Survey continued and we got into some wide passage again, canyons cutting across with sharp meanders and sinuous passages. The upper level remained low and wide with flowing red sandy clay banks. After a few shots the cave took a hard left towards some rather large breakdown boulders and some very thinly bedded breakdown. After the survey caught up I slipped through the thin bedded breakdown into a terminal collapse of thinly layered shale/clay layers. The room was about 10 or 12 feet high, 10 feet wide, sloping upward, and there was nowhere to go but out. It felt like a death trap and I wanted out instantly. This was the end as the canyon just before this was too tight to enter, and the collapse in all reality probably filled the canyon up below; however, this is just conjecture.
We wrapped up survey, packed our gear and made sure we checked every lead. Tomorrow-morrow land was done after approximately 480 feet of survey and approximately 27 shots. It took us 22 minutes to get back to our cave packs at L51, the beginning survey shot. From there it took another hour to get back to push camp as Joe and Bradford missed a turn and went to the end of North Bartertown. We probably took an hour to cook our food, refill water and head out from push camp. We only stopped to pack up another tarp that we found wrapped around a boulder from a flood that washed away a lot of gear at push camp so many years ago.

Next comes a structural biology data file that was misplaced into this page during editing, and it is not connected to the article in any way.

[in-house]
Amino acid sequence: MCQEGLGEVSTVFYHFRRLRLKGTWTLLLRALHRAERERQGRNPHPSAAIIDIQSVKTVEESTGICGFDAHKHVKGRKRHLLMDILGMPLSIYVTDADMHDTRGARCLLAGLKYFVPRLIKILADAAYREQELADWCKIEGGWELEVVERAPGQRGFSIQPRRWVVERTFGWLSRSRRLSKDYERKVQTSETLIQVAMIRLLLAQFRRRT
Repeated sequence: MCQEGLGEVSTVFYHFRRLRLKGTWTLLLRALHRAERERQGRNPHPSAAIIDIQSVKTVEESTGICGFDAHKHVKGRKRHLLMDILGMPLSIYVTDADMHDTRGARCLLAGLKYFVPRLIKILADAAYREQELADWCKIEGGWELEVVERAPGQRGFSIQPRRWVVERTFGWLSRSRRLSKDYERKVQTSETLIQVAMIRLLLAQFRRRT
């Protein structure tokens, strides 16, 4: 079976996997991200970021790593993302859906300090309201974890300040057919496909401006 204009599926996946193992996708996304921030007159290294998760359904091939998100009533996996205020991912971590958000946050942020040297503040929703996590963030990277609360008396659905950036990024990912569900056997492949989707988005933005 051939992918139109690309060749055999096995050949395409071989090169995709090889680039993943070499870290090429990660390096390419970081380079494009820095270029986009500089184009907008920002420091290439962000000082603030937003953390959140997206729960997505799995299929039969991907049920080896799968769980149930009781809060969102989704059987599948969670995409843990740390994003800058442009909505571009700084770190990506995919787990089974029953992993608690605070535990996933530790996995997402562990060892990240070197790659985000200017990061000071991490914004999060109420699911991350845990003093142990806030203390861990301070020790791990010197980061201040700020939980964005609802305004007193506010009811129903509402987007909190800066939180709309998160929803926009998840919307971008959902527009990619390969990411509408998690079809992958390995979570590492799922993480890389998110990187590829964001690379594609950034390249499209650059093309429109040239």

Leaving Push Camp at 7:40 p.m. we reached Horseshoe Falls at 9:45 p.m. where we promptly got cleaned up under the waterfalls. I was covered in clay, sand and mud and it was inside my clothes and I was flat out slimed. I was able to wash all this grime off so I would be able to be clean back at camp, and it was a very refreshing cooldown at the end of the day of being hot from the fast travel.
We arrived back at camp and chatted with Tony, Ben and Cathleen before turning in for the night. In the morning we all took off in various stages and I exited the cave around 9:20 a.m. with the last person being out with all gear hauled out by 1:00 p.m. During the haul we had to park Tony’s truck at the doorway to mount a pulley on his bumper as a deviation for the haul line due to the newly built fence surrounding the campground. I also used a 4:1 jigger to set the tension on the pulley above the pit to keep the rope centered.
Later I learned that Logan Down, Ben Geisert and Kohl Mitchell pushed the newly opened dig in DL2 to some nice cave with around 500 feet surveyed.
What a weekend.